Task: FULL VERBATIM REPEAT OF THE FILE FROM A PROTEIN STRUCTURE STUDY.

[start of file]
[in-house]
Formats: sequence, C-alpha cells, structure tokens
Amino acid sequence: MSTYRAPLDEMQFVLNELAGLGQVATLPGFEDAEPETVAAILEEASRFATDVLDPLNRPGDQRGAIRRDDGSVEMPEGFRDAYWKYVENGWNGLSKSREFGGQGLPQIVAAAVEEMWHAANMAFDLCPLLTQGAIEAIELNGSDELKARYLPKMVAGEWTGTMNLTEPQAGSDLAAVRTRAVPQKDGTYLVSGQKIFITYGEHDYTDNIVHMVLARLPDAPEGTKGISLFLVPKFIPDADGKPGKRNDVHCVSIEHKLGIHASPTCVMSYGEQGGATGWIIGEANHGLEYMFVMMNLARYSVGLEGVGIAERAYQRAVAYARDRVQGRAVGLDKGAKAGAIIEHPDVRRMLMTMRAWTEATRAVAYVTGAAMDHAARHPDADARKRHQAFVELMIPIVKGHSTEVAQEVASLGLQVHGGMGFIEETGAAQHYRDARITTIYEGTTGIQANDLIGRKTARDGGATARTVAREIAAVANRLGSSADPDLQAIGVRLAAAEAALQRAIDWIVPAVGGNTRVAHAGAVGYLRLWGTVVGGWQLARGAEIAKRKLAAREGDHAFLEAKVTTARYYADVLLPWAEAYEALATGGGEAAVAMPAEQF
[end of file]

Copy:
[in-house]
Formats: sequence, C-alpha cells, structure tokens
Amino acid sequence: MSTYRAPLDEMQFVLNELAGLGQVATLPGFEDAEPETVAAILEEASRFATDVLDPLNRPGDQRGAIRRDDGSVEMPEGFRDAYWKYVENGWNGLSKSREFGGQGLPQIVAAAVEEMWHAANMAFDLCPLLTQGAIEAIELNGSDELKARYLPKMVAGEWTGTMNLTEPQAGSDLAAVRTRAVPQKDGTYLVSGQKIFITYGEHDYTDNIVHMVLARLPDAPEGTKGISLFLVPKFIPDADGKPGKRNDVHCVSIEHKLGIHASPTCVMSYGEQGGATGWIIGEANHGLEYMFVMMNLARYSVGLEGVGIAERAYQRAVAYARDRVQGRAVGLDKGAKAGAIIEHPDVRRMLMTMRAWTEATRAVAYVTGAAMDHAARHPDADARKRHQAFVELMIPIVKGHSTEVAQEVASLGLQVHGGMGFIEETGAAQHYRDARITTIYEGTTGIQANDLIGRKTARDGGATARTVAREIAAVANRLGSSADPDLQAIGVRLAAAEAALQRAIDWIVPAVGGNTRVAHAGAVGYLRLWGTVVGGWQLARGAEIAKRKLAAREGDHAFLEAKVTTARYYADVLLPWAEAYEALATGGGEAAVAMPAEQF